President Trump's latest OPEC tweet has heightened speculation that volatility is returning to the global oil market. But the truth is oil volatility never went away.
The U.S. government's goal to knock Iran oil exports down to zero may be boxed in by its own policy towards Venezuela.
While there is a long list of potential factors that could surprise the market in 2019, OPEC+ supply curbs create a tightening baseline that should lead to higher oil prices as the year wears on.
Backed by a host of Latin American countries and the United States, Juan Guaido's declaration of himself as the legitimate president of Venezuela represents the sternest test Maduro has faced to his hold on power—and the oil market has already felt the effects.
Compensating for supply shortfalls from Venezuela, Libya, and Iran may prove a challenging task for OPEC in the months to come.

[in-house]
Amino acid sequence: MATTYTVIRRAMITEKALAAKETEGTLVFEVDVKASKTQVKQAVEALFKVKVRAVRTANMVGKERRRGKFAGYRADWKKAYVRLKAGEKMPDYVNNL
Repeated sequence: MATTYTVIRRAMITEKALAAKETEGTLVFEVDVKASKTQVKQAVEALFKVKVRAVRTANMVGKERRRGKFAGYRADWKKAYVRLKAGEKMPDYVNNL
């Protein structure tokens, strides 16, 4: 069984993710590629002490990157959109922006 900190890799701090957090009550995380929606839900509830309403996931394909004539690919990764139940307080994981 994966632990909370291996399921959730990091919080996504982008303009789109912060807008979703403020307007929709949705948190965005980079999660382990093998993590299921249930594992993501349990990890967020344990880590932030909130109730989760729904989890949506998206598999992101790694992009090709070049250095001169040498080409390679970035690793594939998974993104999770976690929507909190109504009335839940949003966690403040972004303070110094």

There once was a time when OPEC did not need to rely on outside producers to achieve its policy goals. That time has passed. The old OPEC is dead, and OPEC+ now stands in its place. What will its reign bring?
Given the group’s discord, it’s unclear if OPEC+ will sufficiently handle the current complex market situation, which is experiencing a number of fast-moving events, such as lost supply in Venezuela, Libya, and other producer nations.
Populist candidates in Colombia, Brazil, and Mexico have campaigned on dramatic new reforms for state-run oil industries and are now gaining momentum in polls.
Oil prices are currently underpinned by unplanned supply outages, OPEC manipulation, geopolitical uncertainty, limited spare capacity, rising demand, and speculative buying.
The crisis in Venezuela's energy sector is accelerating as creditors are laying claim to the few remaining productive energy assets in the country.